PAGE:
Mercury pollution causes hazardous environmental and health issues, such as heart, kidney, stomach, and gene damage. The EPA’s Safe Drinking Water Act set maximum mercury contaminant levels at 2 ppb. Most mercury detection sensors are colorimetric and fail to quantify mercury levels. Additionally, interference from coexisting metal ions often result in false positives.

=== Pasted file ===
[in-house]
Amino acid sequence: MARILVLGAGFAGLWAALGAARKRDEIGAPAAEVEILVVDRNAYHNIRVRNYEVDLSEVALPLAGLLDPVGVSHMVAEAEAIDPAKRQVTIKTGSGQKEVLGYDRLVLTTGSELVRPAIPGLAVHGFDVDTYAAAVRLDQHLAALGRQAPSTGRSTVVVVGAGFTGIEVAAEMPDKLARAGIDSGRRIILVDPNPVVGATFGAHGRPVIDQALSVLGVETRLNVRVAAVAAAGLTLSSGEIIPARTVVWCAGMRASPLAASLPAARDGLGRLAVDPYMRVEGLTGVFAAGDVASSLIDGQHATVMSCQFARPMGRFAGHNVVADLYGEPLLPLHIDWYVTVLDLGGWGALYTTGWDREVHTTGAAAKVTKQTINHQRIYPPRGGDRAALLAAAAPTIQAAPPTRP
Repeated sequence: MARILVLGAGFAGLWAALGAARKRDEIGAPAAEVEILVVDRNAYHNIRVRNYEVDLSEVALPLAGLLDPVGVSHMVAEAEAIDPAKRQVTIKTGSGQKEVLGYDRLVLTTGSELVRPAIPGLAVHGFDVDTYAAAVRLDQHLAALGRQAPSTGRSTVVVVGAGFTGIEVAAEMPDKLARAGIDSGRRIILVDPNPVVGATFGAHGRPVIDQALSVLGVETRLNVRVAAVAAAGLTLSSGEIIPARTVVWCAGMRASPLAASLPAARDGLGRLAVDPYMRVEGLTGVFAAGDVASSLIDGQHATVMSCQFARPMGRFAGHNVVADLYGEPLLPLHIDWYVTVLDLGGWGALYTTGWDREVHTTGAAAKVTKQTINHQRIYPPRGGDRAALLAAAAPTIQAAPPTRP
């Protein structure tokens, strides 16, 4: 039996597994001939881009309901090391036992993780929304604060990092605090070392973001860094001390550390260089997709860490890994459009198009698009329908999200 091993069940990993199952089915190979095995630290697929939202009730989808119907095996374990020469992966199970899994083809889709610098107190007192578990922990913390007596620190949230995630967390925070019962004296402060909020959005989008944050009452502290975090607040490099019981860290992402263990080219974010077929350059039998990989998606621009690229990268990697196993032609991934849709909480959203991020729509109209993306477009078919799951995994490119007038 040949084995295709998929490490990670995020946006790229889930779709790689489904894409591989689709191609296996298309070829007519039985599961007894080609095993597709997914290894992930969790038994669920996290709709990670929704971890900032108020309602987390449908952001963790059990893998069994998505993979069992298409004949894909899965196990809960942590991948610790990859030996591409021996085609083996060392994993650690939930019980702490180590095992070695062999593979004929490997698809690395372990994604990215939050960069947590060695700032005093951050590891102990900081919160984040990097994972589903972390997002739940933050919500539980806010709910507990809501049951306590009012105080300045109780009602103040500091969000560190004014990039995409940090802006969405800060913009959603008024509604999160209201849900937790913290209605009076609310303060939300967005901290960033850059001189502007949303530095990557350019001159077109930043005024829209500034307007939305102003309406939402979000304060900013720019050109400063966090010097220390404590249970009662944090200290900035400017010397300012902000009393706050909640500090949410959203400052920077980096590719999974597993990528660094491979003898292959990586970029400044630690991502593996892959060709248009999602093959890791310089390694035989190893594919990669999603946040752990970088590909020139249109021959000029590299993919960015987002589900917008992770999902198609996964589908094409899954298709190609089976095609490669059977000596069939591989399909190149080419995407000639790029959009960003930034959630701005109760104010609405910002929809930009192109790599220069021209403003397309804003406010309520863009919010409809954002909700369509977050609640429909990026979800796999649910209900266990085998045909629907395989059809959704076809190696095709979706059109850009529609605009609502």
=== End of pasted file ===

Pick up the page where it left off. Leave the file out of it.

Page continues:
University of Utah researchers have invented a low cost, point-of-use optical sensor for mercury detection and quantification in water. The new sensor exhibits sensitive and selective detection of mercury directly in aqueous solutions through fluorescence quenching. The fluorescent molecule dims in the presence of mercury to enable detection at low levels. Companion software that uses optical detection of the fluorescing molecule quantifies the mercury concentration and enables rapid, portable mercury detection. The sensor exhibits high stability and offers superior detection performance compared to traditional molecular fluorescence sensors.